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Book Review: Visual Experience: Sensation, Cognition and Constancy

Mankind has always been interested in the way people perceive the world and this has become one of its main concerns reflected in the fact that early explanations for visual perception date back to ancient Greece.
Studies of visual perception were pursued merely in the field of philosophy until the 20th century, when psychologists, and thereafter neuroscientists, formulated their contributions to this topic. But what are the recent theories and findings regarding visual experience and, what have been the recent developments in related fields such as the  psychology and philosophy of visual perception? Visual Experience: Sensation, Cognition, and Constancy deals with important questions about visual perception that concern the philosophers and psychologists of our era, with a focus on the phenomenal appearances of size and color.

Read the whole book review by clicking on the link below.

Pazhoohi, F. (2014). Visual Experience: Sensation, Cognition and Constancy Europe’s Journal of Psychology, 10 (1), 204-207 DOI: 10.5964/ejop.v10i1.731


Cross-cultural variation in men’s preference for sexual dimorphism in women’s faces

Both attractiveness judgements and mate preferences vary considerably cross-culturally. We investigated whether men’s preference for femininity in women’s faces varies between 28 countries with diverse health conditions by analysing responses of 1972 heterosexual participants. Although men in all countries preferred feminized over masculinized female faces, we found substantial differences between countries in the magnitude of men’s preferences. Using an average femininity preference for each country, we found men’s facial femininity preferences correlated positively with the health of the nation, which explained 50.4% of the variation among countries. The weakest preferences for femininity were found in Nepal and strongest in Japan. As high femininity in women is associated with lower success in competition for resources and lower dominance, it is possible that in harsher environments, men prefer cues to resource holding potential over high fecundity.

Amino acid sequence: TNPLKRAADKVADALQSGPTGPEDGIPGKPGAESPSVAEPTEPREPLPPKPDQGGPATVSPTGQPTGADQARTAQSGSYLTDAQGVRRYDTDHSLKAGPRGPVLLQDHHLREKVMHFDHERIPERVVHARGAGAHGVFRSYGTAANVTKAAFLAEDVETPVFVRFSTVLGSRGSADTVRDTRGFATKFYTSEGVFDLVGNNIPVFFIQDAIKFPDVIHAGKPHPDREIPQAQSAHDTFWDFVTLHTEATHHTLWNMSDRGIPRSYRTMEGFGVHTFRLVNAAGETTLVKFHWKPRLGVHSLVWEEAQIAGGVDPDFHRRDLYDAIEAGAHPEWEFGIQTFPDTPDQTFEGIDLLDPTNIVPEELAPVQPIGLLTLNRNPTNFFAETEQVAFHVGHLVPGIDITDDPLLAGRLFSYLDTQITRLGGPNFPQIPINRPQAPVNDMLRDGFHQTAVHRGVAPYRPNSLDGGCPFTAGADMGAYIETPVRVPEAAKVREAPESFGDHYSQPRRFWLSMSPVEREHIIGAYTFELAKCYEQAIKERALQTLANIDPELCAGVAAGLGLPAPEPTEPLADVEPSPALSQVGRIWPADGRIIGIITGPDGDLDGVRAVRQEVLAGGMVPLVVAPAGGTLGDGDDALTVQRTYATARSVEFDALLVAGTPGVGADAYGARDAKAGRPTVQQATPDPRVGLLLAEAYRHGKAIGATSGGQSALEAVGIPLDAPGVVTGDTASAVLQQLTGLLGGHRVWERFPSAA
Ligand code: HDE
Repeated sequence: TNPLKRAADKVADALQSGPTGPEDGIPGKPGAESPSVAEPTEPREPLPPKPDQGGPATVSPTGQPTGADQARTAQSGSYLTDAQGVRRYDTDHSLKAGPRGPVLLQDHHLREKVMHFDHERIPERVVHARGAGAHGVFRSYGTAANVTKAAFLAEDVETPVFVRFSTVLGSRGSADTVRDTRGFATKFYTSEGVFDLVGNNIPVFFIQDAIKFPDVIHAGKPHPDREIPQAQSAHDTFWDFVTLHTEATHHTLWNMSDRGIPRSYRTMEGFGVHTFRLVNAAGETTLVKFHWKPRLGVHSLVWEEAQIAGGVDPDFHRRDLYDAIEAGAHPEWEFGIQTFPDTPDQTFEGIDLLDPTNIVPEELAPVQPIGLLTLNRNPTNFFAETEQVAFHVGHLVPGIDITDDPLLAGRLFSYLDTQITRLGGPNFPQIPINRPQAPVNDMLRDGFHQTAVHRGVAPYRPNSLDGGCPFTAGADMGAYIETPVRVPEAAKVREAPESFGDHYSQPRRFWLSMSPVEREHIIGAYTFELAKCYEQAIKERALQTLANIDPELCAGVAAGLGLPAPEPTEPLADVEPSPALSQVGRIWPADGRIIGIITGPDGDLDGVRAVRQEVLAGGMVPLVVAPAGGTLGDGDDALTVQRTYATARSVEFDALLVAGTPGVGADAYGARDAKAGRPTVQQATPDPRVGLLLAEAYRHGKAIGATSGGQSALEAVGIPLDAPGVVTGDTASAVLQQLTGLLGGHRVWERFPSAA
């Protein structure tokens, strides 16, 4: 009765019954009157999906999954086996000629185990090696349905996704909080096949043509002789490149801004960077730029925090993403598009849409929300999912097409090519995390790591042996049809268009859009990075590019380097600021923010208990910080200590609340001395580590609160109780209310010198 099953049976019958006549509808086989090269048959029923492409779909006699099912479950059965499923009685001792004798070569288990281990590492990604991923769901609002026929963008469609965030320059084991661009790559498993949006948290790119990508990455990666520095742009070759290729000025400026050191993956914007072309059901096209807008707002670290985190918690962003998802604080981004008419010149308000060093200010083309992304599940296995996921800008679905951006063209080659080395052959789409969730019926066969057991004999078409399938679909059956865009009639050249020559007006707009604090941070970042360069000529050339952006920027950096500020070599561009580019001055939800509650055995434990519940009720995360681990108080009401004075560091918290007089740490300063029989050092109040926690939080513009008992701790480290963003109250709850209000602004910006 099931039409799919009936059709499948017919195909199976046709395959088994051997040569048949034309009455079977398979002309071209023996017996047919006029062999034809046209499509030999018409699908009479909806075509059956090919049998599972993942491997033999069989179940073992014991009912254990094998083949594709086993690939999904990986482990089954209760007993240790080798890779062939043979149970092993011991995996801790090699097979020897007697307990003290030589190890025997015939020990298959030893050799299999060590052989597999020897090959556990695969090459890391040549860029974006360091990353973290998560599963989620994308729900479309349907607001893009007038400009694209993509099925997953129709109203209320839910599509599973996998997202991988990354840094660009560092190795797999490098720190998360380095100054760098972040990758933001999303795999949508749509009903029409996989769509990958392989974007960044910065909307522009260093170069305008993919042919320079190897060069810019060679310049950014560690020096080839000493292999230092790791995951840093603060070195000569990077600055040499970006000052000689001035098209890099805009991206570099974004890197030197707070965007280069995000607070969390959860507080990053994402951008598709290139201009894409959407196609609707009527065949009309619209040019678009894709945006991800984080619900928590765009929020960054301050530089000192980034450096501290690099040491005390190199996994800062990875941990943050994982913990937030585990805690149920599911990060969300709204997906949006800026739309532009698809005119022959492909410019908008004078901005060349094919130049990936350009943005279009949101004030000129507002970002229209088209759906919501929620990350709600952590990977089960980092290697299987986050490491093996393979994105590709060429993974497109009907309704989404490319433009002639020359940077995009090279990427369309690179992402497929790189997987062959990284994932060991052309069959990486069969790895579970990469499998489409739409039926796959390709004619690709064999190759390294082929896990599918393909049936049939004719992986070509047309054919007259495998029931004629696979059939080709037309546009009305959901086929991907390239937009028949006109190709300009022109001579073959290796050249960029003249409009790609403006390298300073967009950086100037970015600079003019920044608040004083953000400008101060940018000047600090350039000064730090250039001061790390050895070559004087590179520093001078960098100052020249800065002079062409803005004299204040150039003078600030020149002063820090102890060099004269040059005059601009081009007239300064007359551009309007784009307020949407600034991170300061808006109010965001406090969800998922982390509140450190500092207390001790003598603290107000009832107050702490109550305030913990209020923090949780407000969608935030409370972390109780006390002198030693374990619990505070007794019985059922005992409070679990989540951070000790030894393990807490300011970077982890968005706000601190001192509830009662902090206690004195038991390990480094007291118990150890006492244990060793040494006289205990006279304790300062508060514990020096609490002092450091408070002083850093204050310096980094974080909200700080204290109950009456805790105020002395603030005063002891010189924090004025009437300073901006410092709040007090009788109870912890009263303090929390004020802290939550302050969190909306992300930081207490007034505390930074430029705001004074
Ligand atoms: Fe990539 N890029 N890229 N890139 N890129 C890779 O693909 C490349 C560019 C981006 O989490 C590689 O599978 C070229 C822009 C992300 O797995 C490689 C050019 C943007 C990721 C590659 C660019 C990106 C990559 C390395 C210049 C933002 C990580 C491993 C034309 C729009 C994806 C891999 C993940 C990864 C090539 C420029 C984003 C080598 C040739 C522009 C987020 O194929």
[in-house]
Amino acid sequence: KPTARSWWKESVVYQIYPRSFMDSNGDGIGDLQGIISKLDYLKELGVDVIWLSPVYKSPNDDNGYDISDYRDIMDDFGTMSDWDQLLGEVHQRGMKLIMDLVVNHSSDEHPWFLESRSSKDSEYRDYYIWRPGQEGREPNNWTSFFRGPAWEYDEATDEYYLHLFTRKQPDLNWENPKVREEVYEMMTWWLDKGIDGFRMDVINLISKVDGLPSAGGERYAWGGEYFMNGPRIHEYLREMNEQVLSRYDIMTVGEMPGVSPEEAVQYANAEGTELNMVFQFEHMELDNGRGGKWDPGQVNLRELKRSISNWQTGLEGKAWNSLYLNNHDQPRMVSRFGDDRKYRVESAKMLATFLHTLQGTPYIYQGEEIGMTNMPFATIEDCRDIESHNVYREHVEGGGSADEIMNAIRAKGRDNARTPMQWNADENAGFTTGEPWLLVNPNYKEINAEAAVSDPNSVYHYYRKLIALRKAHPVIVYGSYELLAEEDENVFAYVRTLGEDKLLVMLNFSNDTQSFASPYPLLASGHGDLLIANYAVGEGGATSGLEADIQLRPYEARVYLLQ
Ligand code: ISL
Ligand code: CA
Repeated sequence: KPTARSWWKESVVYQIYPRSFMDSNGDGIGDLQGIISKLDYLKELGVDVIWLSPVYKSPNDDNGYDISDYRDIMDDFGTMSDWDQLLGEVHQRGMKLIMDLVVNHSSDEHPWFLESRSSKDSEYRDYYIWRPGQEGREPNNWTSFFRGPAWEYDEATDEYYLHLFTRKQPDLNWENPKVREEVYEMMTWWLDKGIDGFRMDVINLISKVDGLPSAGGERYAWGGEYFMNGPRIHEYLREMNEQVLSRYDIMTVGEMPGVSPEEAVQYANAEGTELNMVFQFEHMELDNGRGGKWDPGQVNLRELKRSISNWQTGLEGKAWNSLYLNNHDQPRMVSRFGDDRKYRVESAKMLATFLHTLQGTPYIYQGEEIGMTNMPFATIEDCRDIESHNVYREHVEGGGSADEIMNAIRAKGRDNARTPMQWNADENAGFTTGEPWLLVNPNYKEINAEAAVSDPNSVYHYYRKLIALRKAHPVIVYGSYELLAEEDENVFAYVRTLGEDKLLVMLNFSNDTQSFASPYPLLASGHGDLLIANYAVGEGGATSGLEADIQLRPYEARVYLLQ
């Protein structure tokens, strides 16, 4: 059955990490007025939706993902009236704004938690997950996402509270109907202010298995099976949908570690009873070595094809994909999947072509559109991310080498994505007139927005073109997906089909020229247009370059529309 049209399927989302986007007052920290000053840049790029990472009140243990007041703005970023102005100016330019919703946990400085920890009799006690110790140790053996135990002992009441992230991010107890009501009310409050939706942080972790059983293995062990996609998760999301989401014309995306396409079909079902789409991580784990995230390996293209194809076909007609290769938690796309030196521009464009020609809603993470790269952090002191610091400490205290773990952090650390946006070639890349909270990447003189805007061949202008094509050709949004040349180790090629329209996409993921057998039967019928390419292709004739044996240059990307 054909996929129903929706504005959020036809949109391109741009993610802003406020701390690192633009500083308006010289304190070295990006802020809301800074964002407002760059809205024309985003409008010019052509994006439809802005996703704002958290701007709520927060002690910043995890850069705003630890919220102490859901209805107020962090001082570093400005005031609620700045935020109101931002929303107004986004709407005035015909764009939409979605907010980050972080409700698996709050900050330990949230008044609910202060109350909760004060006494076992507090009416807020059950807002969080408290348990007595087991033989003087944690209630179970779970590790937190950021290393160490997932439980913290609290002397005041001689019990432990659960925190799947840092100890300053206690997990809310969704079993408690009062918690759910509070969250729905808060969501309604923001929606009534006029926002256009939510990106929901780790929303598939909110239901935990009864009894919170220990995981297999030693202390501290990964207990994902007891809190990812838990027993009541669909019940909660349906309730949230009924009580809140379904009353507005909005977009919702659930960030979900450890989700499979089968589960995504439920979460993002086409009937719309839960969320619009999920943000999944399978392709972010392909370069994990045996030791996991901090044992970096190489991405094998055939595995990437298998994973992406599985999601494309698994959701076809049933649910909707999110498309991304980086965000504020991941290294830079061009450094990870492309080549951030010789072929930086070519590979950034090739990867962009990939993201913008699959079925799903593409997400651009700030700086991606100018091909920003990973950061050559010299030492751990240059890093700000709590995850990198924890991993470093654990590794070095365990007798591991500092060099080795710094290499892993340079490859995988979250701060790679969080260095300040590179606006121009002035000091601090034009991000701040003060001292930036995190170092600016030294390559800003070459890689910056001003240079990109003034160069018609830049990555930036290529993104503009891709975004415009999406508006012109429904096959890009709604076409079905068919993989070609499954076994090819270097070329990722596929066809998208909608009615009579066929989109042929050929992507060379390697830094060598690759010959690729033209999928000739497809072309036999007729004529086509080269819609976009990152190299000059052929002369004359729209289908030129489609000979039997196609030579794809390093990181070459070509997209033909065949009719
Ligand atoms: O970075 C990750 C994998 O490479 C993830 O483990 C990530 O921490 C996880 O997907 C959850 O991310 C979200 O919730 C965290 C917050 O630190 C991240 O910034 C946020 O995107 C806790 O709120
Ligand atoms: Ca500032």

Marcinkowska UM, Kozlov MV, Cai H, Contreras-Garduño J, Dixson BJ, Oana GA, Kaminski G, Li NP, Lyons MT, Onyishi IE, Prasai K, Pazhoohi F, Prokop P, Rosales Cardozo SL, Sydney N, Yong JC, & Rantala MJ (2014). Cross-cultural variation in men’s preference for sexual dimorphism in women’s faces. Biology letters, 10 (4) PMID: 24789138

Prestigious clothing increases your height!

Do you want to seem taller? Our study shows that your prestigious clothing affects perception of height, at least for the children.

Height is a biological factor that can affect how others perceive and behave toward an individual. Clothing, as a  non-biological factor, can affect these perceptions of height. In this study we investigated the effect of different professions’ clothing on children’s perceptions of height.

One hundred and eighty primary school students participated in this study and estimated the height of an actor in the clothing of four different professions which differed in terms of prestige. For estimation of height, we developed a new device and method.

The results of study show that the difference between the perceived and actual height was larger when participants estimated the height of socially esteemed professions. Also there was no difference between girls’ and boys’ estimation of different professions’ height. The implications of these findings are discussed.

You can download the article for free here.

ResearchBlogging.orgMahmoud Rashidi, Katayoun Keshtkaran, Sahar Zabihidan, Masoud Hosseinchari, and Farid Pazhoohi (2012). Effect of Different Professions’ Clothing on Children’s Height Perception The Spanish Journal of Psychology, 15 (3) :